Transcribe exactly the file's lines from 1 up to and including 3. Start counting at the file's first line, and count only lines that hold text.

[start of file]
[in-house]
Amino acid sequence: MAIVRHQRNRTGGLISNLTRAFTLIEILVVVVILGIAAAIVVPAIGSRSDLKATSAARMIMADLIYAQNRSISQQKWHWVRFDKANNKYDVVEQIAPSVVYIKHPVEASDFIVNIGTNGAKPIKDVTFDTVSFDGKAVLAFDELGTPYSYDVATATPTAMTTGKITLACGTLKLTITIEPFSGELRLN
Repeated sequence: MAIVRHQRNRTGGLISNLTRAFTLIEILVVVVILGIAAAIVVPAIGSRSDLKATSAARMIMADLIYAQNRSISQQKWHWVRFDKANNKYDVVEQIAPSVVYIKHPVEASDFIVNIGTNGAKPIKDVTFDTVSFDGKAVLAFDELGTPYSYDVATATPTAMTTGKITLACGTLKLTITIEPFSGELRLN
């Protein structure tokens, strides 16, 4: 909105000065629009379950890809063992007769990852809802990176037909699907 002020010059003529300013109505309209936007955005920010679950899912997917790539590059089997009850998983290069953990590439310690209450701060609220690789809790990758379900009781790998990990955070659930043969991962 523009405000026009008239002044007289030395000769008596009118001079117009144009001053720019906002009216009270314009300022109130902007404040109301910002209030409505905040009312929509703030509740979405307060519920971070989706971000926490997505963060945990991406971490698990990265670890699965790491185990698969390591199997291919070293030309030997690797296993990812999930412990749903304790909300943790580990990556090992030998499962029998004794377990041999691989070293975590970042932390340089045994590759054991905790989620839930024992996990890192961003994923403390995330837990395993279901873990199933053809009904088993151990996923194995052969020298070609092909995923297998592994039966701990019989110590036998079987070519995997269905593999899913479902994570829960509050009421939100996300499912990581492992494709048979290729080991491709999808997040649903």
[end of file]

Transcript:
[in-house]
Amino acid sequence: MAIVRHQRNRTGGLISNLTRAFTLIEILVVVVILGIAAAIVVPAIGSRSDLKATSAARMIMADLIYAQNRSISQQKWHWVRFDKANNKYDVVEQIAPSVVYIKHPVEASDFIVNIGTNGAKPIKDVTFDTVSFDGKAVLAFDELGTPYSYDVATATPTAMTTGKITLACGTLKLTITIEPFSGELRLN
Repeated sequence: MAIVRHQRNRTGGLISNLTRAFTLIEILVVVVILGIAAAIVVPAIGSRSDLKATSAARMIMADLIYAQNRSISQQKWHWVRFDKANNKYDVVEQIAPSVVYIKHPVEASDFIVNIGTNGAKPIKDVTFDTVSFDGKAVLAFDELGTPYSYDVATATPTAMTTGKITLACGTLKLTITIEPFSGELRLN